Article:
For the past 10 years or so, we’ve been conducting an extraordinary experiment at Berkeley Rep. Simply put, we’ve been trying to expand the kind of work we present on our stage. While we still love the “well-made play” (which every generation defines for itself with absolute certainty and usually in direct opposition to the preceding generation), we also love work that does not subscribe to any rules save the ones invented to make it successful. From American Idiot to Aurélia’s Oratorio, from Tiny Kushner to after the quake, we have produced any number of plays that have their own distinct, imaginative logic.
Which brings us to Lemony Snicket’s The Composer is Dead. The structure consists of an opening monologue performed by a live clown with the assistance of a sock puppet, followed by an interactive film featuring an ensemble of demented marionettes and concludes with a symphonic mystery play that dabbles in comic surrealism. If it sounds ambitious, it is. If it sounds challenging, most certainly. If it sounds mad, absolutely. But it’s mad in the best possible sense. Mad in a way that makes utter sense out of the utterly nonsensical—in a way that is completely irresistible.
Blame it all on Lemony Snicket, one of the most remarkable and talented rapscallions ever to walk through our doors. Armed with a wicked sense of humor and enough charm to ward off the devil, the man knows how to make considerable professional mischief. His work is marked by a wild love of language and the belief that children are far more sane than adults, and that we’d all be better off if we loosened a few of our proverbial screws and remembered what the world felt like when we were kids. Hint: It was a lot more creative and immeasurably more fun. I have to say, his argument is more than compelling.
Mr. Snicket has emboldened his worldview by partnering with Phantom Limb’s Jessica Grindstaff and Erik Sanko, the eccentric designers who brilliantly envisioned the sets and puppets. Add Nathaniel Stookey (the composer for the original piece and our play), Matthew Compton and Asa Taccone (the composers for our movie), Geoff Hoyle (performer extraordinaire) and a host of other great designers to the mix, and there you have it: another weird evening at Berkeley Rep that defies traditional logic. We hope it brings you nothing but delight.
When I was growing up in Chicago, my parents used to take me to the remarkable Kungsholm Puppet Opera. While watching those seemingly miraculous marionettes, I was first introduced to The Magic Flute and Don Giovanni. I have vivid memories of that small proscenium arch, of becoming completely engrossed in those stories, in the music and in the world of those smaller-than-life performers. It has been more than 40 years since I sat in that darkened room between my mother and father, and yet I rarely fail to think of those puppets when I listen to Mozart’s operas. I sometimes wonder how it was possible that Don Giovanni, with its dark and tortured themes, could have spoken to this small child. I can only assume that it had something to do with the magical whimsy of those puppets.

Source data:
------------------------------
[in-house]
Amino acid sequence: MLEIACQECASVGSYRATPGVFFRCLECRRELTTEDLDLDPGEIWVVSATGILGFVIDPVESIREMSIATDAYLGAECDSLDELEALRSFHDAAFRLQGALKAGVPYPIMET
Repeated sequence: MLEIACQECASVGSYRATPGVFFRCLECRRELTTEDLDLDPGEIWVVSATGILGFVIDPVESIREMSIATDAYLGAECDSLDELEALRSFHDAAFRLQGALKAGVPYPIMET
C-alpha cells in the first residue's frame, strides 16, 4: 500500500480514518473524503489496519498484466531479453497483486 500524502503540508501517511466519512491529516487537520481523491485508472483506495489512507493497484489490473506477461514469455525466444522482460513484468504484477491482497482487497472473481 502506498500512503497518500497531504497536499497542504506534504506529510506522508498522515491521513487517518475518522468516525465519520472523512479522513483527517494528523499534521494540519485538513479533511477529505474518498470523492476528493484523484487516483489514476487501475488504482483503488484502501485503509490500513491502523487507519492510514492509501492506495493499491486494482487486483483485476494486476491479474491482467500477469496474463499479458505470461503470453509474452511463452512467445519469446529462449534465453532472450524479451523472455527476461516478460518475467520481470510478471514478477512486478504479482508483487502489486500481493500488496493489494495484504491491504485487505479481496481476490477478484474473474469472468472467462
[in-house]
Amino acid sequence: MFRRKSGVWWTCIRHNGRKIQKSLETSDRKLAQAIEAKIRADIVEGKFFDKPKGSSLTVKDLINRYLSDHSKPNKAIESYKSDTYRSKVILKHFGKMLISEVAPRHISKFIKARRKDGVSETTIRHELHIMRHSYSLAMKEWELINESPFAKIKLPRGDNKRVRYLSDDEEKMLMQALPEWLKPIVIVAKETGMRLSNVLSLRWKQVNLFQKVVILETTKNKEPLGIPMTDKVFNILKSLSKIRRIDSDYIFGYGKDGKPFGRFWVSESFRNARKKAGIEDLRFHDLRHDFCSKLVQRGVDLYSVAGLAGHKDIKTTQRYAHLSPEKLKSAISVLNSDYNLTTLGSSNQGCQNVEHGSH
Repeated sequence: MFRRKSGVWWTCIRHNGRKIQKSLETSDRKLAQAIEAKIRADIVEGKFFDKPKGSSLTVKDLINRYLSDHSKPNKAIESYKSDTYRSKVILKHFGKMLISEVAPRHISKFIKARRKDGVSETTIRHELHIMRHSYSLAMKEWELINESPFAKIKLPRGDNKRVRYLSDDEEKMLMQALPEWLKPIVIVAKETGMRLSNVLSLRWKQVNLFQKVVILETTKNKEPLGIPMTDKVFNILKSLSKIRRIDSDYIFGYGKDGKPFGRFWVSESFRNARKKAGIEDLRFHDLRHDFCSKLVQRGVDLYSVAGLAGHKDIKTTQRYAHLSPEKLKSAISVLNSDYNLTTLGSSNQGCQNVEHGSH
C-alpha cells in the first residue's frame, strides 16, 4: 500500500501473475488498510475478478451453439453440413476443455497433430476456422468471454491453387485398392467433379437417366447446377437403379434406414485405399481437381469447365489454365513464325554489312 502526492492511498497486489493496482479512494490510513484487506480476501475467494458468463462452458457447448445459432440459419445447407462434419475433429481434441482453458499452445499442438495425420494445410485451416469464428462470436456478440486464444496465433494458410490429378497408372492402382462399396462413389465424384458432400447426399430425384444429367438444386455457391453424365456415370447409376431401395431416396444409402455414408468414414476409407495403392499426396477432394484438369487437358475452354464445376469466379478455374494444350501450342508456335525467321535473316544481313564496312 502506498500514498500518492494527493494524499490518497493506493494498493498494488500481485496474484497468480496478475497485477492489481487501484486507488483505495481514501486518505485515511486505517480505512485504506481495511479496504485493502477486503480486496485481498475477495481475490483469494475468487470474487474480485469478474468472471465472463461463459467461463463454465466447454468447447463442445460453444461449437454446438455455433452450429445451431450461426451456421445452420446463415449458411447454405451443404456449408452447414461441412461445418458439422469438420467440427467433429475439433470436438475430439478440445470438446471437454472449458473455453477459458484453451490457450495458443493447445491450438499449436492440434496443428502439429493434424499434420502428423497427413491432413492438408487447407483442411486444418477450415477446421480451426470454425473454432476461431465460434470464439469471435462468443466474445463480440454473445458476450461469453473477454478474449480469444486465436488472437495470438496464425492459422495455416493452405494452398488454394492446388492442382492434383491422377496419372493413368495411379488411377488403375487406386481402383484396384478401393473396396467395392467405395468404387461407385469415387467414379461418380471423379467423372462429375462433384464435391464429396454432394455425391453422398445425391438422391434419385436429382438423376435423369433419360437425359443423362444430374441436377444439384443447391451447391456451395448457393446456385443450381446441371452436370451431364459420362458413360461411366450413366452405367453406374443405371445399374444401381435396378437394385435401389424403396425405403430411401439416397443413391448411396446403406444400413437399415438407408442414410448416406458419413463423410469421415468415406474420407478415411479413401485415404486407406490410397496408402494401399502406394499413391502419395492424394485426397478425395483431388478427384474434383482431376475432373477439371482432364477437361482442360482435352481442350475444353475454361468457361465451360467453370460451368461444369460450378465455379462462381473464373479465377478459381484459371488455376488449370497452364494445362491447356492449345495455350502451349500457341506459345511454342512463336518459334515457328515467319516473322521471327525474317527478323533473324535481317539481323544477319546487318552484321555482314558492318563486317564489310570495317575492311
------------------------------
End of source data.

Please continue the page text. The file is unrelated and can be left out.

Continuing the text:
With Lemony Snicket’s The Composer is Dead, all those memories are once again vivid. I find it delightfully satisfying that Lemony Snicket’s friendship with Nathaniel Stookey should have resulted in a story that introduces a new generation to the glories of music. I’m proud that we could play a part in furthering this vision. Jessica Grindstaff and Erik Sanko of Phantom Limb have created a richly imagined “smaller than life world” that Tony Taccone and Geoff Hoyle can fill with their own kind of magic.
Daniel and Nathaniel were inspired to write Lemony Snicket’s The Composer is Dead by their urgent desire to create a next generation of music lovers. Berkeley Rep has taken on this project out of an equally urgent impulse to create a next generation of theatre lovers. In fact, Composer is part of a growing body of work we’ve presented, including Brundibar, Aurélia’s Oratorio, The Arabian Nights and Argonautika, that is smart, sophisticated and accessible to people of multiple generations. It is our fervent hope and goal that those of you who are devoted cultural omnivores will take advantage of this production to share the pleasure of living, breathing theatre with a generation of future culture vultures.
On behalf of all of us at Berkeley Rep, we wish you a very happy holiday season.
by Madeleine Oldham
If someone wanted to create an award for Most Irreverent Public Figure, Daniel Handler would almost surely run away with it—perhaps literally, but more likely legitimately. Handler’s flippantly sharp wit has helped him to project a winning combination of mischief and charm, and yet still manage to come across as remarkably sincere. Using his tremendous gifts of humor, language, curiosity and imagination to build a solid track record as somewhat of a contemporary renaissance man, he’s carved out a completely unique professional life for himself.
For a man who does not seem interested in playing by the rules, Handler has achieved a startling amount of success. If he wanted to write a book, he wrote it, whether or not it stood a good chance of getting published. He had already finished writing his second novel before getting the green light for the first. (His debut novel, The Basic Eight, was rejected 37 times before anyone agreed to take it on.) He goes after what he wants without regard for how things are supposed to be done. For example, his latest book, 13 Words, came about because he wanted to work with illustrator Maira Kalman, whom he greatly admired. He did not wait for this collaboration to be agreed upon ahead of time, however: “The idea was to write a manuscript and then charm her into illustrating it.” Which is just what he did.